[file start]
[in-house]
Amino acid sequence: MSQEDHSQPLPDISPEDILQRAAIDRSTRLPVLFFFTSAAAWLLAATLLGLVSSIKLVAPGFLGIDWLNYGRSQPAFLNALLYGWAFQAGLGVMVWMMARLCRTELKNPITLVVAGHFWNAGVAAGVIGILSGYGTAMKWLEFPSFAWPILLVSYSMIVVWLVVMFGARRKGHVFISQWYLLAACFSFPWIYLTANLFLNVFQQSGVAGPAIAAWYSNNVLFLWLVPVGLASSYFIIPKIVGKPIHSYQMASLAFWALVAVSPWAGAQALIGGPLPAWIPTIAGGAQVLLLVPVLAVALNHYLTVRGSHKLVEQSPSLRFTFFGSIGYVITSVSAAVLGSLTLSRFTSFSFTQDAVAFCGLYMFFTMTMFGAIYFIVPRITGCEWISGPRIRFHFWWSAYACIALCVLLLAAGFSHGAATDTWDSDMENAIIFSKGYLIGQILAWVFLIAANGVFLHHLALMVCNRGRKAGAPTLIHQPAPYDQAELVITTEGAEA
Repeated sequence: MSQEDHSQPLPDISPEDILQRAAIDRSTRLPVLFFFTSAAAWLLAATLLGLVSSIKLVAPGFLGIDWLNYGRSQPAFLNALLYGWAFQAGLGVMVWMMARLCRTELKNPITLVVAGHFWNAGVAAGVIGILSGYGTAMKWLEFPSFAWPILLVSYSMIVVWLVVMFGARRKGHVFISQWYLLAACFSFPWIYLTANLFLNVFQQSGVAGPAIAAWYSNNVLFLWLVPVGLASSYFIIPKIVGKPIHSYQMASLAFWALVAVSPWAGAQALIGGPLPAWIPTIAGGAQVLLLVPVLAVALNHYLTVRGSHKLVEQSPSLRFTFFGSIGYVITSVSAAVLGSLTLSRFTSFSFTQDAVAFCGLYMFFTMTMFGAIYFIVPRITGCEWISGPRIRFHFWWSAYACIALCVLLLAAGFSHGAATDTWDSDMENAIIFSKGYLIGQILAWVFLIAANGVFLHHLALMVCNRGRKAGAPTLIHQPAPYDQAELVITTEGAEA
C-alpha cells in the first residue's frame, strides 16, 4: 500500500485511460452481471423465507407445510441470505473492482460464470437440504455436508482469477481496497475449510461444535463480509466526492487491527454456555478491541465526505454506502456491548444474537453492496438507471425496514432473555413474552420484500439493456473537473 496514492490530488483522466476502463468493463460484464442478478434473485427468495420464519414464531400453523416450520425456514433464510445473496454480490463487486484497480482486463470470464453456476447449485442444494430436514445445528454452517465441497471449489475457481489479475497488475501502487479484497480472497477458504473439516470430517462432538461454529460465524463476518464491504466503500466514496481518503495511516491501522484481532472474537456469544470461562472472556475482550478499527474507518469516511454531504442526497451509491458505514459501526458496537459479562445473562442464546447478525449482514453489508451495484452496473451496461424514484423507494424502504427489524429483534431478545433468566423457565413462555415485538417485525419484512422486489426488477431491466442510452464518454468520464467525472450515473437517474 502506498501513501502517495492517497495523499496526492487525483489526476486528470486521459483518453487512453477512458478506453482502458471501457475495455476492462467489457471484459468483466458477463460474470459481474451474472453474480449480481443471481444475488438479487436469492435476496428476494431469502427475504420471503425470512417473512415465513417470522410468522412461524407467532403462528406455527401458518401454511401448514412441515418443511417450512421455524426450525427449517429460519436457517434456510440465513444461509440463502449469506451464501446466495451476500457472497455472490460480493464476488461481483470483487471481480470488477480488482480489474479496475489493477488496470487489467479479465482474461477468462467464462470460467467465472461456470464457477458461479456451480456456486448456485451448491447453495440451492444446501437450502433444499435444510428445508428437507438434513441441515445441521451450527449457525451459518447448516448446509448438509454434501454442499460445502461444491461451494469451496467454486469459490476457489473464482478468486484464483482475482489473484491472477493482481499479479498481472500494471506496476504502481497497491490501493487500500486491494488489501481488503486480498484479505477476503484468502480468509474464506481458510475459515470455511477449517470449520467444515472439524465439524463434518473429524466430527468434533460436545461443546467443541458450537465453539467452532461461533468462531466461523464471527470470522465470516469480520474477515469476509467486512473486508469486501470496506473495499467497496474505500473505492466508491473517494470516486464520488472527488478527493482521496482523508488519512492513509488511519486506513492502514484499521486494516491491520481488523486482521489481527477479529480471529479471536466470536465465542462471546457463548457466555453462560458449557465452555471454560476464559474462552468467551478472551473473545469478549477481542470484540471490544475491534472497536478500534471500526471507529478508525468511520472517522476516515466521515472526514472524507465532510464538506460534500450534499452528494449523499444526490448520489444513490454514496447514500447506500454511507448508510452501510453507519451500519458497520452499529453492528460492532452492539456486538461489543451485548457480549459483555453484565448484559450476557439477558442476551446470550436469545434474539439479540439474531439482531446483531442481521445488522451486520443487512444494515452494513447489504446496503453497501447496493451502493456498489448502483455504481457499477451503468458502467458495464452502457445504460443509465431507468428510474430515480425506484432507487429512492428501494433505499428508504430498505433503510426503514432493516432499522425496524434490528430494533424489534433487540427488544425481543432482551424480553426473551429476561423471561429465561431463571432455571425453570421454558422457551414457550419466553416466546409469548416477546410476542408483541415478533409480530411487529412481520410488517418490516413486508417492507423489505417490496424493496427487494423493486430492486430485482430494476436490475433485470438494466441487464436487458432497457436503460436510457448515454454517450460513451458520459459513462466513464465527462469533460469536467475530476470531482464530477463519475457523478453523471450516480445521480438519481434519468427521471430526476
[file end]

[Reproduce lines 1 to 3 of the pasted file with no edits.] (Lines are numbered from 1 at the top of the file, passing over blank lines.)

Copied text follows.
[in-house]
Amino acid sequence: MSQEDHSQPLPDISPEDILQRAAIDRSTRLPVLFFFTSAAAWLLAATLLGLVSSIKLVAPGFLGIDWLNYGRSQPAFLNALLYGWAFQAGLGVMVWMMARLCRTELKNPITLVVAGHFWNAGVAAGVIGILSGYGTAMKWLEFPSFAWPILLVSYSMIVVWLVVMFGARRKGHVFISQWYLLAACFSFPWIYLTANLFLNVFQQSGVAGPAIAAWYSNNVLFLWLVPVGLASSYFIIPKIVGKPIHSYQMASLAFWALVAVSPWAGAQALIGGPLPAWIPTIAGGAQVLLLVPVLAVALNHYLTVRGSHKLVEQSPSLRFTFFGSIGYVITSVSAAVLGSLTLSRFTSFSFTQDAVAFCGLYMFFTMTMFGAIYFIVPRITGCEWISGPRIRFHFWWSAYACIALCVLLLAAGFSHGAATDTWDSDMENAIIFSKGYLIGQILAWVFLIAANGVFLHHLALMVCNRGRKAGAPTLIHQPAPYDQAELVITTEGAEA
Repeated sequence: MSQEDHSQPLPDISPEDILQRAAIDRSTRLPVLFFFTSAAAWLLAATLLGLVSSIKLVAPGFLGIDWLNYGRSQPAFLNALLYGWAFQAGLGVMVWMMARLCRTELKNPITLVVAGHFWNAGVAAGVIGILSGYGTAMKWLEFPSFAWPILLVSYSMIVVWLVVMFGARRKGHVFISQWYLLAACFSFPWIYLTANLFLNVFQQSGVAGPAIAAWYSNNVLFLWLVPVGLASSYFIIPKIVGKPIHSYQMASLAFWALVAVSPWAGAQALIGGPLPAWIPTIAGGAQVLLLVPVLAVALNHYLTVRGSHKLVEQSPSLRFTFFGSIGYVITSVSAAVLGSLTLSRFTSFSFTQDAVAFCGLYMFFTMTMFGAIYFIVPRITGCEWISGPRIRFHFWWSAYACIALCVLLLAAGFSHGAATDTWDSDMENAIIFSKGYLIGQILAWVFLIAANGVFLHHLALMVCNRGRKAGAPTLIHQPAPYDQAELVITTEGAEA